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Ski Club of Manchester Lake District Walk - May 6th

By Norma Green and Brian Richards

This was a superb circular walk lead by Ian Harford starting at Troutbeck and summiting Yoke, III Bell and Frostwick. There is no official write-up for the main walk, but it is understood to have been very successful if a tad wet on the walk out along the valley at the end. However, the following is an amusing anecdote of the four intrepid hikers who risked life and limb to scale the dizzy heights of the beacon on High Street at 2569 feet.

Splinter group to Thornthwaite Crag

Report by Brian Richards

At the meeting point with the Roman Road, a discussion was held. Four of the group - one with a fractured shoulder and arm in sling, one with robotic knees, a nicotine addict and a member carrying an undamaged map - chose to continue up to Thornthwaite Crag.

Drizzle, and a gusty breeze aided the direction of travel, and led by speedy Mr Knees Thornthwaite Beacon at the top was soon reached. Here another snack was taken behind a conveniently placed dry-stone wall. Because of the need to dry a lighter flint, Mr Nicotine curtailed food and liquid input time so the group could descend to the lower altitude of Threshwaite Mouth. Here, warmer climes might renew its functionality.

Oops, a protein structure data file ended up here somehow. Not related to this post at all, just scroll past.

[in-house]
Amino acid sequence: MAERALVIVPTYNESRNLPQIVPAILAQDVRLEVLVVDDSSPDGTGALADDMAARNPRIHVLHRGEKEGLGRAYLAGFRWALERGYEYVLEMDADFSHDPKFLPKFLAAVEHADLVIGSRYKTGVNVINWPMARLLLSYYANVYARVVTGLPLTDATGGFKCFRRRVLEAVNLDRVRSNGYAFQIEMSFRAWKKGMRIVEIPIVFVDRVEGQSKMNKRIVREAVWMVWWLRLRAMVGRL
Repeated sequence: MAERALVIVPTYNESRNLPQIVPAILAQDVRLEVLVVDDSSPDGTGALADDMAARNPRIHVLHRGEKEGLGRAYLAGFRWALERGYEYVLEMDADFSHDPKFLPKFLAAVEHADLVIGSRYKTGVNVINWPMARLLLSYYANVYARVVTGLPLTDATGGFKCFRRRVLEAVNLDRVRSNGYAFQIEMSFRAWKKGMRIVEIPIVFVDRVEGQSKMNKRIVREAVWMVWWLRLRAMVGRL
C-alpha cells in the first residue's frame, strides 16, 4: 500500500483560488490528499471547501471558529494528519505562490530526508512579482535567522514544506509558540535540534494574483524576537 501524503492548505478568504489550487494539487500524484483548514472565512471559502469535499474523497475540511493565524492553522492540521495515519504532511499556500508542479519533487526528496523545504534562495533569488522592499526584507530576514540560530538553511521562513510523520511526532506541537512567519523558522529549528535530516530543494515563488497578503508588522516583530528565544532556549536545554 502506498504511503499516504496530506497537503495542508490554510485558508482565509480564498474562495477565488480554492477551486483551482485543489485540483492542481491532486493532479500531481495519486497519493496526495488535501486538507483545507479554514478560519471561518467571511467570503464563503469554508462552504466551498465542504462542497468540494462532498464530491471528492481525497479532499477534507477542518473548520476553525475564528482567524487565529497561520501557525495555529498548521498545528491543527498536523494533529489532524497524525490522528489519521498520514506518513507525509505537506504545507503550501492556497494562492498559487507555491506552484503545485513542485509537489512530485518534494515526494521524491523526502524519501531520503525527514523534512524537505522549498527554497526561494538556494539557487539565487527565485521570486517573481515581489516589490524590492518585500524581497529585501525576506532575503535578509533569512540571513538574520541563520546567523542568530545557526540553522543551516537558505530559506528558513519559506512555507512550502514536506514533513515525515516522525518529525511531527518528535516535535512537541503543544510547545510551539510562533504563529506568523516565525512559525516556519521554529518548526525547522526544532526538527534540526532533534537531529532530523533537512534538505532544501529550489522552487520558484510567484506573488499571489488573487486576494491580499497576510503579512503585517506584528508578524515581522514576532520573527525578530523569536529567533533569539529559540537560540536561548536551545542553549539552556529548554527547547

The path down to the col was seriously eroded, requiring care with damp and greasy rock.

Thankfully Mr Shoulder manoeuvred with the skill of a mountain goat. A friend who has completed the Joss Naylor and Bob Graham rounds in the Lakes informs me that we should have run down the grass on the right. Thoughts of executing such vandalism on delicate vegetation were never contemplated. For a brief moment, as we descended, blue skies emerged and the view north towards sunlit Ullswater was cheering.

At the col the rain recommenced, and the walk down into Threshwaite Glen and alongside Pasture Beck was wet from above and damp and spongy below. It could have been boggier; there had been little rain for several weeks previous. A steady trek back to Troutbeck Church followed, with some confusion en-route because the O.S. map and the way-mark signs at a farm disagreed. Mr Map Reader - highly skilled and highly recommended, he must come again - led us around the farm and then found a delightful track avoiding the hazards of the main road to finally reach the car.

By finishing about 4.10 p.m. we had time to sample the delights of an excellent pint of beer in an Ambleside pub (the location of which requires a GPS and the name of which I forget). And to complete the day on a spectacular high, a free car park was found.

Once again a thank you to Ian for taking us into relatively unknown terrain.